The front part of the gallery—the foyer for the projected film—is a giant chess game, which functions as a collective space to develop a trompe l´oeil of the delirium. One can imagine this chess-asylum as an anthology of the artist’s research on the history of mental institutions, confronting symbolically the institution, the treatments and the patients in an ideological battle: mental illness is consciously presented as a socio-historical construct, and not exclusively as a biological anomaly. The installation seeks to explain the role of medical treatments and psychological techniques as mechanisms of social control that conceal implicit socioeconomic contradictions. The patterns of the board—which also allude to a hospital floor—are invaded by a series of assemblages that function as the main organs of a sterile machine. These pieces appear dissected, showing the core of its constitution, incorporating the narrative of objects, historical moments, and images from literature and film that have contributed to the treatment of mental illness. They further provide references to renowned patients such as Antonin Artaud, Unica Zürn and Adolf Wölfli twentieth-century characters who articulated their own language informed by their condition. The figures and objects in the installation and video work will momentarily abandon the domesticated situation to which they have been reduced, to address the set rules and discourse that previously evaluated and institutionalized them.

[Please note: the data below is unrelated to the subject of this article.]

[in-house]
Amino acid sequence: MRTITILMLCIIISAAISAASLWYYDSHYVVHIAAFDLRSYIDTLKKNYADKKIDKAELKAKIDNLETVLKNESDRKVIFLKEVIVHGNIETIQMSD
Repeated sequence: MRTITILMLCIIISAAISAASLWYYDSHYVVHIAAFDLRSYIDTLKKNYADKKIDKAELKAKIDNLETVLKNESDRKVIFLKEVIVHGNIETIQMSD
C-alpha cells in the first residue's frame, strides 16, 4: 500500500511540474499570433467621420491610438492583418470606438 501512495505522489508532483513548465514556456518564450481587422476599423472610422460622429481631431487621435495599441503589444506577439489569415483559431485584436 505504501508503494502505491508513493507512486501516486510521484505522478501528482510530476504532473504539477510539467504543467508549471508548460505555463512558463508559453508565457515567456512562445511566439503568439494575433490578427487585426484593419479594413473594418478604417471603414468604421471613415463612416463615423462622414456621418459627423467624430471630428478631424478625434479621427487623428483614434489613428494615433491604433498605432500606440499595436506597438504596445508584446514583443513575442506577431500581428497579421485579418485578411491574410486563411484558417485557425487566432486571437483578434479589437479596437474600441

The exhibition will be accompanied by a publication with essays by Dieter Roelstraete (Senior Curator at the MCA, Chicago), Ruth Estévez (gallery director and curator at REDCAT) and Javier Téllez.
Javier Téllez lives and works in New York. His work has been shown internationally in venues such as MoMA PS1, New York; ZKM, Karlsruhe; KW, Berlin; Gulbenkian Museum, Lisbon; The Power Plant, Toronto; Museo Tamayo, Mexico City; SMAK, Museum for Contemporary Art, Ghent; and Boijmans Van Beuningen Museum, Rotterdam. He took part in TRACK (2012) in Ghent, dOCUMENTA (13) (2012), Lyon Biennale (2011), Whitney Biennale (2008), Manifesta (2008), Sydney Biennale (2008 and 2004), Yokohama Triennale (2001) and Venice Biennale (2003 and 2001). Javier Téllez is a John Simon Guggenheim Memorial fellow (1999) and was a guest of the DAAD Artist programme in Berlin from 2010 to 2011.
D300 Gallery: Mike Richards MFA 2 ART
D301 Gallery: Patrick Ballard MFA 2 ART